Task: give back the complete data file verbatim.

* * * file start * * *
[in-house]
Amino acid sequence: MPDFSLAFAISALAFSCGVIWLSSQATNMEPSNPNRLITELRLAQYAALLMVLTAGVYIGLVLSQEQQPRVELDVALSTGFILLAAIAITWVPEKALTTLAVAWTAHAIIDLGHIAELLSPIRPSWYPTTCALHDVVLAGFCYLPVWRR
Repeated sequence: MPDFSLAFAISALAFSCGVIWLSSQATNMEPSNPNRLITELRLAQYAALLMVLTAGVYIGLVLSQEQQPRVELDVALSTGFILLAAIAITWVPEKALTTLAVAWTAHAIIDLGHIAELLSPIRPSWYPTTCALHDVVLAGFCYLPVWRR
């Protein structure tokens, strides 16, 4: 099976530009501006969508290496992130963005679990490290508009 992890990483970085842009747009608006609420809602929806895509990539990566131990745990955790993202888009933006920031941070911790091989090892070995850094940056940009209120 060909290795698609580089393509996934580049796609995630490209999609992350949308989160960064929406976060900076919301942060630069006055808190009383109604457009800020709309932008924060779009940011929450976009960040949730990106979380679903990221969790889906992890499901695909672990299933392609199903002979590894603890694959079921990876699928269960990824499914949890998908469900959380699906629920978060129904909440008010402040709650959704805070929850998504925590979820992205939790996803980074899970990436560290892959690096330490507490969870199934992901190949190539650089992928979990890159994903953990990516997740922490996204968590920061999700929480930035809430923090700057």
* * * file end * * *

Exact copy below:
[in-house]
Amino acid sequence: MPDFSLAFAISALAFSCGVIWLSSQATNMEPSNPNRLITELRLAQYAALLMVLTAGVYIGLVLSQEQQPRVELDVALSTGFILLAAIAITWVPEKALTTLAVAWTAHAIIDLGHIAELLSPIRPSWYPTTCALHDVVLAGFCYLPVWRR
Repeated sequence: MPDFSLAFAISALAFSCGVIWLSSQATNMEPSNPNRLITELRLAQYAALLMVLTAGVYIGLVLSQEQQPRVELDVALSTGFILLAAIAITWVPEKALTTLAVAWTAHAIIDLGHIAELLSPIRPSWYPTTCALHDVVLAGFCYLPVWRR
């Protein structure tokens, strides 16, 4: 099976530009501006969508290496992130963005679990490290508009 992890990483970085842009747009608006609420809602929806895509990539990566131990745990955790993202888009933006920031941070911790091989090892070995850094940056940009209120 060909290795698609580089393509996934580049796609995630490209999609992350949308989160960064929406976060900076919301942060630069006055808190009383109604457009800020709309932008924060779009940011929450976009960040949730990106979380679903990221969790889906992890499901695909672990299933392609199903002979590894603890694959079921990876699928269960990824499914949890998908469900959380699906629920978060129904909440008010402040709650959704805070929850998504925590979820992205939790996803980074899970990436560290892959690096330490507490969870199934992901190949190539650089992928979990890159994903953990990516997740922490996204968590920061999700929480930035809430923090700057």